Halloween Cove

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Fun decorations have become a huge annual tradition for one Bartlett neighborhood

The small Domino Cove in Bartlett transforms into a different place entirely when October rolls around.  Skeletons begin rising from the earth, evil clowns take over one of the homes, the undead prowl the streets, and scary organ music plays for blocks around.  The residents are hardly concerned, however.  They embrace the festivities as their own, turning the one-day holiday into a month of celebration and fun.

Halloween Cove started several years ago when resident Steve Leet’s brother was unpacking furniture and suggested Leet use the styrofoam as decorations.  He used them to create tombstones in his front yard.

“Then the neighbors started joining in,” Leet said.  “They would bring me things and say ‘I found this for you.’”

From there, Halloween Cove grew.  Now, every house in the cove erects elaborate setups that take months to scope out and plan, and even other houses blocks away have started to get involved in their own way.  Leet’s decorations this year included an animatronic skeleton band playing actual music, a moving prop of a man being run over by a lawnmower, a cloaked Reaper whose eyes light up as passersby approach, and more.

“Halloween Cove” residents consider the arrangements of “spook-tacular” decorations

The festivities are a collaborative effort, so residents inspire ideas for future setups, collaborate on certain complicated arrangements, and will all stay outside to interact with visitors touring the displays.

Rachel Watson, a neighbor, said she and her husband moved to the cove one September and were immediately caught in the Halloween spirit and started organizing their setup.  They were not able to finish unpacking the rest of their belongings until that December.

“[Halloween cove] is a lot of families’ traditions for the season,” Watson said.

FUN FOR KIDS, TOO! – some of the younger residents enjoy being able to celebrate Halloween for weeks before the trick-or-treating actually begins.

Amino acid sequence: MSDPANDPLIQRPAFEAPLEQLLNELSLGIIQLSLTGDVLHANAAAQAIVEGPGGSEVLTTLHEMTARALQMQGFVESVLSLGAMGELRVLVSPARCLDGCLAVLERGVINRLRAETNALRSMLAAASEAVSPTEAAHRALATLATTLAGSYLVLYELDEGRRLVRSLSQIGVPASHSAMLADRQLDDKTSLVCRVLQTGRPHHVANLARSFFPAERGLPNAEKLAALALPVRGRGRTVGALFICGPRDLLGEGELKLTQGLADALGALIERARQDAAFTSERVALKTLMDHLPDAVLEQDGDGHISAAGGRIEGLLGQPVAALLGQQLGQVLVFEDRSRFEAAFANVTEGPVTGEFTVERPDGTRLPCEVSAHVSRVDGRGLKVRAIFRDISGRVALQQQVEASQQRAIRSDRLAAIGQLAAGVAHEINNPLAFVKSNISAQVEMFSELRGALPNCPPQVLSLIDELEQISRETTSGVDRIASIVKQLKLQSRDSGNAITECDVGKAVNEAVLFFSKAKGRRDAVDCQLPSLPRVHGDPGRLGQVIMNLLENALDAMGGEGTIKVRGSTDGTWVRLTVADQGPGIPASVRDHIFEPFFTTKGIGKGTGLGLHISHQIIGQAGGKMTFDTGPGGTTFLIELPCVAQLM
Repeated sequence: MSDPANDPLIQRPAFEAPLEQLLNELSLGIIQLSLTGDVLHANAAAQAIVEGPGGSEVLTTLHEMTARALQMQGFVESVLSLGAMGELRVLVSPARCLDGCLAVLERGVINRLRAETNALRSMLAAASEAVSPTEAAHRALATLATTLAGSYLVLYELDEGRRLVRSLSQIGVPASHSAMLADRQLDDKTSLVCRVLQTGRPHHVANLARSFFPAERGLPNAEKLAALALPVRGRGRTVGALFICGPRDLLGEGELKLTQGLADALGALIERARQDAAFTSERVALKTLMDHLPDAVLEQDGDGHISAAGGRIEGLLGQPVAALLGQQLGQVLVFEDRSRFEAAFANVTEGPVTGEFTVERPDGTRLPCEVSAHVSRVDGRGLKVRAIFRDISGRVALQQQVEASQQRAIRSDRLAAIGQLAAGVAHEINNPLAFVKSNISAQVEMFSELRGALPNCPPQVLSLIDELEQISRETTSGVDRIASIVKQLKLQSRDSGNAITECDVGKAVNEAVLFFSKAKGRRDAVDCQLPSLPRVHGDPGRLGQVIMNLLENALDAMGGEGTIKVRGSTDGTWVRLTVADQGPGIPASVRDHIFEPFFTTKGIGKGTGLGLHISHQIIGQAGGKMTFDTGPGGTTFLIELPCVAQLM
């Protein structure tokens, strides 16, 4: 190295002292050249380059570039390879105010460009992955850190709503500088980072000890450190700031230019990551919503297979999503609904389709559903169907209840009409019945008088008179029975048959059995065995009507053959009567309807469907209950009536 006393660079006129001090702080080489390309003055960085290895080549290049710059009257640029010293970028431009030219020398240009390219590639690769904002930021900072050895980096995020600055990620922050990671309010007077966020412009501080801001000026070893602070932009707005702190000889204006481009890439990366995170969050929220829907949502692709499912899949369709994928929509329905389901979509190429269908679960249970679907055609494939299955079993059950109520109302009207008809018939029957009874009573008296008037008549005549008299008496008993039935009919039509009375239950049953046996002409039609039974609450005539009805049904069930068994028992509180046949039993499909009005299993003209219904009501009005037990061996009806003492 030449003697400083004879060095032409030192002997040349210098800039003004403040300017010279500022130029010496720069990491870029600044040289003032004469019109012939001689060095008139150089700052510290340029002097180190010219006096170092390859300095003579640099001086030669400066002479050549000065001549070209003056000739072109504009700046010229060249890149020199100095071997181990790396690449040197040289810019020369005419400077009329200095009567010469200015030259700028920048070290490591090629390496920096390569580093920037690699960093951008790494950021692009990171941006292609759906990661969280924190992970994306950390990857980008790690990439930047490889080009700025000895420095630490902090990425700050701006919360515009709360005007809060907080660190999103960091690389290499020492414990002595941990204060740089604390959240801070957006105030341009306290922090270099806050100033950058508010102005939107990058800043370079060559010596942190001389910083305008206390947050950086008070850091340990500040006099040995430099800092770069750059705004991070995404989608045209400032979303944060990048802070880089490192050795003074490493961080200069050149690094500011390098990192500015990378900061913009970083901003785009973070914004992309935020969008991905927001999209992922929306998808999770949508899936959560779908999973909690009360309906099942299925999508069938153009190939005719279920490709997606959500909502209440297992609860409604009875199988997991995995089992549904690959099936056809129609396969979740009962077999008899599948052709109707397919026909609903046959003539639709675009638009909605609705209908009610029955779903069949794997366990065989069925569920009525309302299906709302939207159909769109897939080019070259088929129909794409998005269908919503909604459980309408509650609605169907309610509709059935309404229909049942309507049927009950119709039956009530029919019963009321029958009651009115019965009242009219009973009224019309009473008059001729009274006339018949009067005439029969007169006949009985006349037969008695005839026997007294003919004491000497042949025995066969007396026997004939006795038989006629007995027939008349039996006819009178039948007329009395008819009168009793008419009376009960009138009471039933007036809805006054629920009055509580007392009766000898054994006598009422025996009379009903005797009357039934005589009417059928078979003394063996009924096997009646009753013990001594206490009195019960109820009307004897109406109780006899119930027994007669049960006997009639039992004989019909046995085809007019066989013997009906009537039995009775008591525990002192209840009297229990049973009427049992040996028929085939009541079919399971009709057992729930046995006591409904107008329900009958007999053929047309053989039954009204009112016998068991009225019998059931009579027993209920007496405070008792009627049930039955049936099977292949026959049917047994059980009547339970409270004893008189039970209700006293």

Leet said the Cove is so popular they get lines of cars driving by closer to Halloween, which backs up traffic for several miles and even requires police to direct the traffic, and they will often get crowds of thousands of people the week of Halloween.  They go through dozens of bags of candy a year, and even when people donate candy, they still occasionally run out and have to secure more at the last minute.  For how much the community enjoys Halloween Cove, the residents who organize it love it just as much.

“If we were not having as much fun as them, we would not be doing it,” Watson said.

Leet said they go through all this effort for their community, especially their younger members.  The cove even does a collection bowl for charity, often for groups like St. Jude.

“It brings a lot of joy to the kids,” he said.  “It brings kids and families together.”

He talked about two little girls who stop by two or three times a day, particularly on their way home from school, just to see what new decorations and lights the neighbors have set up in their absence.  It is that excitement Leet said fuels their passion for Halloween Cove.

Despite all the fun, however, an event of this scale requires exceptional preparation.  Leet said they often spend half the year or more finding new decorations, and storing them when Halloween is over can be a colossal challenge.  All the sensors and lights needed to make the cove come to life every evening can also pose difficulties.

“Every night, it is something not working right,” resident Matthew Davidson said.

Depending on the weather, the lighting might not be good enough for some of the sensors to work, or light bulbs might need to be replaced halfway through the month.  The displays are also prone to weather issues.  One resident’s animatronic ghost fell over during a storm and caved in part of her fence.

While the displays typically start appearing at the end of September, they said Halloween Cove ends promptly after Halloween.  Sometimes they start taking decorations down that very night once everyone leaves.

Davidson said they often hear questions from the community about whether they plan to do something similar for Christmas.  Given how much time and effort they spend on just the one holiday, he said they would rather another cove take on that mantle.

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